The fatty material may be applied before, simultaneously with, or after the polyisocyanate. The polyisocyanate and fatty material may advantageously be premixed immediately or fairly close in time before their application to the wood particles. This simplifies application and avoids excessive viscosity buildup prior to application to the substrate. This premixing also places the reactive release agent in close proximity to the isocyanate to attain the maximum amide formation for release potential. In another preferred embodiment of the invention, the fatty material is applied after the polyisocyanate.

The isocyanate binder system of the invention may further be modified by partially or totally replacing the fatty material by another internal reactive diluent for the isocyanate. In the case of total replacement, the fatty material of the invention is employed as an external release agent in the overall binder/release system. The additional reactive diluents suitably comprise compounds having at lest one active hydrogen-containing group, and preferably at least two such groups which are reactive with the isocyanate group. Polyether and polyester polyols are preferred diluents. Especially preferred polyester polyols are aromatic compounds, such as those described in U.S. Pat. No. 4,609,513 and U.S. patent application Nos. 912,894 and 912,889, the disclosures of which are hereby incorporated by reference.

The fatty material, whether used as an internal or external release agent, and the polyisocyanate may be applied in the form of a solution or dispersion, or may be applied neat. When the binder components are employed in the form of an aqueous emulsion or dispersion, the aqueous emulsion or dispersion can be prepared using any of the suitable techniques known in the art, prior to use of the components. Illustratively, the fatty material is dispersed in water in the presence of an emulsifying agent and the resultant emulsion is applied as an external release agent to the mold surfaces and/or the surfaces of the isocyanate binder-treated particles.

Pressing times, temperatures and pressures vary widely depending on the thickness of the board produced, the desired density of the board, the size and type of the particles used, and other factors well known in the art.

Another embodiment of the invention involves the use of monomeric fatty acids as external release agents in the production of isocyanate-bonded molded articles. The monomeric fatty acids are suitably aliphatic monocarboxylic acids having 8 to 28 carbon atoms, and preferably have about 12 to 22 carbon atoms. The monomeric fatty acids include, for example, lauric acid, caprylic acid, capric acid, myristic acid, palmitic acid, oleic acid, stearic acid, arachidonic acid, behenic acid, etc. These fatty acids may be applied neat or in the form of a solution or dispersion to the molding surfaces and/or the surfaces of the isocyanate-treated moldable particles, which preferably comprise materials containing lignocellulose.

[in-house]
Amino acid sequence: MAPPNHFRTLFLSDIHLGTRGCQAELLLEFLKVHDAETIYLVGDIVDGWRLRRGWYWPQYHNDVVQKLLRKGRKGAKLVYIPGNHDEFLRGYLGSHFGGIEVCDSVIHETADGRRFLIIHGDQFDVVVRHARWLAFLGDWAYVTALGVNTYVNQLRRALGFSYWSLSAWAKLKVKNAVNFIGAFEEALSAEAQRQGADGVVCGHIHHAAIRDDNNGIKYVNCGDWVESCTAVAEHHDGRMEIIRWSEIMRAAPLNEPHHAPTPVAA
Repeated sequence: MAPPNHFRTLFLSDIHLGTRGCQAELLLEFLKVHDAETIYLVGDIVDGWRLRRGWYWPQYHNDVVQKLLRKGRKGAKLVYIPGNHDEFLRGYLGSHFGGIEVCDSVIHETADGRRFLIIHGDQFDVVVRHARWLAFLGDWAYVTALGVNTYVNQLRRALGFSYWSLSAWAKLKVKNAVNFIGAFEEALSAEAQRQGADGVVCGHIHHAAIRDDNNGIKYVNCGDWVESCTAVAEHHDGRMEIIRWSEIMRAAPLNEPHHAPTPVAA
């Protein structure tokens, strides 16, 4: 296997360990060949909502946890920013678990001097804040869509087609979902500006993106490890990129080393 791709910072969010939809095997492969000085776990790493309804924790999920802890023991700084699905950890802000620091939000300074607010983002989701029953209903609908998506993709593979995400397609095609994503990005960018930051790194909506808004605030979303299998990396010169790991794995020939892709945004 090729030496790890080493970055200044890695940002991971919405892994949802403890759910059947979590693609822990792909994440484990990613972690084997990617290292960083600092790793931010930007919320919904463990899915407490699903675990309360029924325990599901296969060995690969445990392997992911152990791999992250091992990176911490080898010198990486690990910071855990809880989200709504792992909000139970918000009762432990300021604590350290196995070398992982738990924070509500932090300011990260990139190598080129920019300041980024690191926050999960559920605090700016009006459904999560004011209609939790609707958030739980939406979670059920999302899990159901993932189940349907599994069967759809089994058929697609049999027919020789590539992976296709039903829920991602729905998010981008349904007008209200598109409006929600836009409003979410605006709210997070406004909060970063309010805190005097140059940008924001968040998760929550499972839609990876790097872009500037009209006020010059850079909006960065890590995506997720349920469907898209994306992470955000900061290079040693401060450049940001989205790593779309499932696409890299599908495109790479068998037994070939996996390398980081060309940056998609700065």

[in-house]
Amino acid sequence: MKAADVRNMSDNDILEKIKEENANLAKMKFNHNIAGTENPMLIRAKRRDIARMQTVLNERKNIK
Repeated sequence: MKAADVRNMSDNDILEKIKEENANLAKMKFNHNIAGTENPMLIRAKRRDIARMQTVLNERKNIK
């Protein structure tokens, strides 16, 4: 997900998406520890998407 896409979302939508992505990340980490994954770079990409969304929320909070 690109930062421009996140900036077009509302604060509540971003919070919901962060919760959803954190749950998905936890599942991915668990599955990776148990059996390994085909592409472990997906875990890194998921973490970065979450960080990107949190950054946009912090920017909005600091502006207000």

The invention is further illustrated by the following examples in which all parts and percentages are by weight unless otherwise indicated.

In Examples 1 and 2 below, the following procedure was used to investigate the release characteristics of lignocellulosic composites made with various isocyanate/co-additive binder compositions.

PLATEN RELEASE TEST PROCEDURE A. Furnish Preparation

Aspen wafer board furnish (3"×1"×0.030") was passed twice through the hammermill and then screened. The +20 mesh fraction having a nominal particle size of ˜10 mm×2 mm×0.030" was retained for use in the testing.

B. Disc Sample Preparation

For each binder evaluation, 100 grams of the above furnish were added to a Hobart "Kitchen Aid" mixer, and evenly distributed therein to maximize the exposed surface of the furnish. The binder was then uniformly applied over the furnish surface and the resulting mixture was blended for about 5 minutes.

10.0 grams of the blended furnish/binder mixture was formed into a uniform 4" diameter circular mat on the cleaned surface of a 6"×6"×0.030" sheet of 3003 alloy, H-19 temper aluminum, and a second, identical aluminum sheet was then placed over the mat. The mat/aluminum sheets assembly was placed between the press platens of a compression molding machine, the platens having been preheated to a temperature of 350° F. The press was quickly closed, and the mat pressure was uniformly increased to 189 psi in 60 sec. The mat pressure was held at 189 psi for 30 sec, and then lowered to 47 psi and held at this pressure for a total pressing time of 5 minutes. After the 5 minutes, the pressure was released and the sandwich of aluminum sheets and compressed mat or disc was removed from the press.

EXAMPLE 1

Lignocellulosic discs were prepared from aspen wafer-board furnish according to the above "Platen Release Test Procedure" utilizing various organic polyisocyanate/co-additive binder combinations.